Schauer S, Fernandez J, Roper J, Brown D, Jeffers K, Srichandra J, Davids N, April M. A randomized cross-over study comparing surgical cricothyrotomy techniques by combat medics using a synthetic cadaver model. The American Journal of Emergency Medicine. 2018,36(4):651–656


Abstract

Objective - Cricothyrotomy is a complex procedure with a high rate of complications including failure to cannulate and injury to adjacent anatomy. The Control-Cric™ System and QuickTrach II™ represent two novel devices designed to optimize success and minimize complications with this procedure. This study compares these two devices against a standard open surgical technique.

Methods - We conducted a randomized crossover study of United States Army combat medics using a synthetic cadaver model. Participants performed a surgical cricothyrotomy using the standard open surgical technique, Control-Cric™ System, and QuickTrach II™ device in a random order. The primary outcome was time to successful cannulation. The secondary outcome was first-attempt success. We also surveyed participants after performing the procedures as to their preferences.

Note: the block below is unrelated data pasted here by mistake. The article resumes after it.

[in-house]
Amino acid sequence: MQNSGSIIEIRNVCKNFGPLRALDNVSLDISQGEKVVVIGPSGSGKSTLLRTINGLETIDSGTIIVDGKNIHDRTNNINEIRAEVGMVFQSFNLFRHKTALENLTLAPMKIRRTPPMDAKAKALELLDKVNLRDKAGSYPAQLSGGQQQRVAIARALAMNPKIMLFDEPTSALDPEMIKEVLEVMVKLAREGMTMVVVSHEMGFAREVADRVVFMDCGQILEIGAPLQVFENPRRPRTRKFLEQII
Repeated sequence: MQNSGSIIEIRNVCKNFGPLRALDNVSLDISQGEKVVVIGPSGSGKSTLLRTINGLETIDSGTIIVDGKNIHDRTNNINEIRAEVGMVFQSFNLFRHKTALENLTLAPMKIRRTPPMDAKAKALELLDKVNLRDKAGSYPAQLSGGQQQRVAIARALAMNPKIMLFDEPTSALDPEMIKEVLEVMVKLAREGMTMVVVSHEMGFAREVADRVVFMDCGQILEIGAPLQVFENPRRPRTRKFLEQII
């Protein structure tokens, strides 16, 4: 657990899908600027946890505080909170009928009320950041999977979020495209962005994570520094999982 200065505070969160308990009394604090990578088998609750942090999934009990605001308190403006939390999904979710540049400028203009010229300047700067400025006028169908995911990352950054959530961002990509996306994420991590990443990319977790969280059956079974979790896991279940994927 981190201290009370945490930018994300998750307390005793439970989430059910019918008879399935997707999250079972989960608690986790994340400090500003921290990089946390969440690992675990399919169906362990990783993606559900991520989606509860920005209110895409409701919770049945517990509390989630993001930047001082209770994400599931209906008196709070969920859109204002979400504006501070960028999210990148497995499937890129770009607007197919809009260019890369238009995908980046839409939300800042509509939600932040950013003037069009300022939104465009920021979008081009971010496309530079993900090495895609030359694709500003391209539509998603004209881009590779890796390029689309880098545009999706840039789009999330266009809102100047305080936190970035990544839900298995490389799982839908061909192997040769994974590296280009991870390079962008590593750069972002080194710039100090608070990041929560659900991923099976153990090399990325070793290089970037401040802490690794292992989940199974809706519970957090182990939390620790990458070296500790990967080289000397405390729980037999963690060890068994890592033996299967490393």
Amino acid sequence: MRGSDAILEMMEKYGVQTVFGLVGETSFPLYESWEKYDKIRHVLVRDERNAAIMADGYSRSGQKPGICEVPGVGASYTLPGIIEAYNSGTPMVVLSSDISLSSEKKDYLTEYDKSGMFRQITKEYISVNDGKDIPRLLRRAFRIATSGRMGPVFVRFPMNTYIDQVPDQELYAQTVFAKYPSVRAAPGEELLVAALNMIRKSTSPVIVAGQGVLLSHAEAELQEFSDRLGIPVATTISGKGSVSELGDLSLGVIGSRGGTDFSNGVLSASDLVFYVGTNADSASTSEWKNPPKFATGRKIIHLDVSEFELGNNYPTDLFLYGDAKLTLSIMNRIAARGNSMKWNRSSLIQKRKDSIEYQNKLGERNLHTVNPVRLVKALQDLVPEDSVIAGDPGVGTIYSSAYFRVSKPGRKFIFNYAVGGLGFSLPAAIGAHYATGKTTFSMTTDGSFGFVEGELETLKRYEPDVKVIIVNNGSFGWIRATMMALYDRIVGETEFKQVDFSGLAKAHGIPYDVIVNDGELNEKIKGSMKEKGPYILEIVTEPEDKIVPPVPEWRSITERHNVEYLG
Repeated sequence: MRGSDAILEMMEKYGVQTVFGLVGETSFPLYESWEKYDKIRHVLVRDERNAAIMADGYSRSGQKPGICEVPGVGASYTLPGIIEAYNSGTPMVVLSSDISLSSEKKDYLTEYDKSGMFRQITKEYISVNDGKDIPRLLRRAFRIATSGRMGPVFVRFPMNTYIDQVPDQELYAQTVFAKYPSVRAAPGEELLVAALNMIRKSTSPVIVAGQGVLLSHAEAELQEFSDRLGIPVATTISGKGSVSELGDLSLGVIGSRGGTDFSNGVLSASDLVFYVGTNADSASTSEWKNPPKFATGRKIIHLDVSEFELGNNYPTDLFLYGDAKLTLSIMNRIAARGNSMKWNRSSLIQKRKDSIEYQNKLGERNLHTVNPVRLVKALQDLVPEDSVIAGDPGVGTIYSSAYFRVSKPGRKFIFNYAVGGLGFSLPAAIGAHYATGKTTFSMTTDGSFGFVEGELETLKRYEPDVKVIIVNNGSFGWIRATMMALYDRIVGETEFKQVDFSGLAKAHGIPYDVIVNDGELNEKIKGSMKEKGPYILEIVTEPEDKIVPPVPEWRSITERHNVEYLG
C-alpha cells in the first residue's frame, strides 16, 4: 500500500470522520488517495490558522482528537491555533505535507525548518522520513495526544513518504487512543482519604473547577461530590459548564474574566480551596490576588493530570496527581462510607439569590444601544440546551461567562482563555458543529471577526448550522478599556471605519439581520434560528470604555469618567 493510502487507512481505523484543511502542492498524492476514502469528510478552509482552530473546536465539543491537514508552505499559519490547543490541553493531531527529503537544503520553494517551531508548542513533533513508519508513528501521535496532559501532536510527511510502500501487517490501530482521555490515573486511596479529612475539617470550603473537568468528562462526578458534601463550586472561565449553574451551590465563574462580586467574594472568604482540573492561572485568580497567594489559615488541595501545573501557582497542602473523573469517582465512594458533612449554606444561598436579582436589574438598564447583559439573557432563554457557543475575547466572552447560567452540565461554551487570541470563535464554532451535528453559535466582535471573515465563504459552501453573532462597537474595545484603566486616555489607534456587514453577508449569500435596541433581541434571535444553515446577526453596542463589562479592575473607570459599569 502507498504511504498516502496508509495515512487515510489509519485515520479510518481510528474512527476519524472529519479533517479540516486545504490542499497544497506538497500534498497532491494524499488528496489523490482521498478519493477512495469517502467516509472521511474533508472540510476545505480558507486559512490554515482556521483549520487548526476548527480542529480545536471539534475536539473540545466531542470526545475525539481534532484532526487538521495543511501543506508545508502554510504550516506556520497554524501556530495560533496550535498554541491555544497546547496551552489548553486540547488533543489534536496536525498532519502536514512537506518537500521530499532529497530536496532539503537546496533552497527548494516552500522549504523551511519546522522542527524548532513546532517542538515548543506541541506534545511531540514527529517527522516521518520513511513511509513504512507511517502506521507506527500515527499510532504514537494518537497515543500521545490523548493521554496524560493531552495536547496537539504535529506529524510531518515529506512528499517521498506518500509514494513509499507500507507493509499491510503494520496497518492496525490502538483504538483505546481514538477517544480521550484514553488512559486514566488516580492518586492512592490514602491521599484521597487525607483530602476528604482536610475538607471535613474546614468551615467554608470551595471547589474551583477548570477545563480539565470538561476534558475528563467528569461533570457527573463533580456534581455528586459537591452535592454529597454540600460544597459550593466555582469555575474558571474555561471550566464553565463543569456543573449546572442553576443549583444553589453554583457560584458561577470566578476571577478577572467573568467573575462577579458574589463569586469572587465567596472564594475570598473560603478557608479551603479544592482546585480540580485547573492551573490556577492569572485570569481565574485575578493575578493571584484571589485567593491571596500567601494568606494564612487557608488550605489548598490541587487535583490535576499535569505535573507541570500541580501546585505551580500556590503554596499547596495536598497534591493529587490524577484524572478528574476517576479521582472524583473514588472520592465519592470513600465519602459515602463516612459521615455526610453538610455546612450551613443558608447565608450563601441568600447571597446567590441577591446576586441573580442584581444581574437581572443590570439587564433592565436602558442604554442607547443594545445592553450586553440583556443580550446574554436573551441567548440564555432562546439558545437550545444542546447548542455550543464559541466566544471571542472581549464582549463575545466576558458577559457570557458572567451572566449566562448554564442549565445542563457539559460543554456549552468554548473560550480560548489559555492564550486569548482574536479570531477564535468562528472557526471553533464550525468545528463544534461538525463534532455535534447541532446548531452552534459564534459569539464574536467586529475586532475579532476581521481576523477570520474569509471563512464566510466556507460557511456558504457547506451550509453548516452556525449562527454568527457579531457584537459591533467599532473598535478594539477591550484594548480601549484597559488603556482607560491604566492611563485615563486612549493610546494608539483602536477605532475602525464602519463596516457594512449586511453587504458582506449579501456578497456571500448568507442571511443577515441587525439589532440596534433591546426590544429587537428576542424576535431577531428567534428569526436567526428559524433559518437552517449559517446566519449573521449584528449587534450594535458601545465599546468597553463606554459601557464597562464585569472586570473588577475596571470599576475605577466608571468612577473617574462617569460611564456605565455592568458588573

Results - Of 70 enrolled subjects, 65 completed all study procedures. Of those that successfully cannulated, the mean times to cannulation were comparable for all three methods: standard 51.0 s (95% CI 45.2–56.8), QuickTrach II™ 39.8 s (95% CI 31.4–48.2) and the Cric-Control™ 53.6 (95% CI 45.7–61.4). Cannulation failure rates were not significantly different: standard 6.2%, QuickTrach II™ 13.9%, Cric-Control™ 18.5% (p = 0.106). First pass success rates were also similar (93.4%, 91.1%, 88.7%, respectively, p = 0.670). Of respondents completing the post-study survey, a majority (52.3%) preferred the QuickTrach II™ device.

Conclusions - We identified no significant differences between the three cricothyrotomy techniques with regards to time to successful cannulation or first-pass success.



InterNICHE keywords: syndaver

Link to journal: www.ajemjournal.com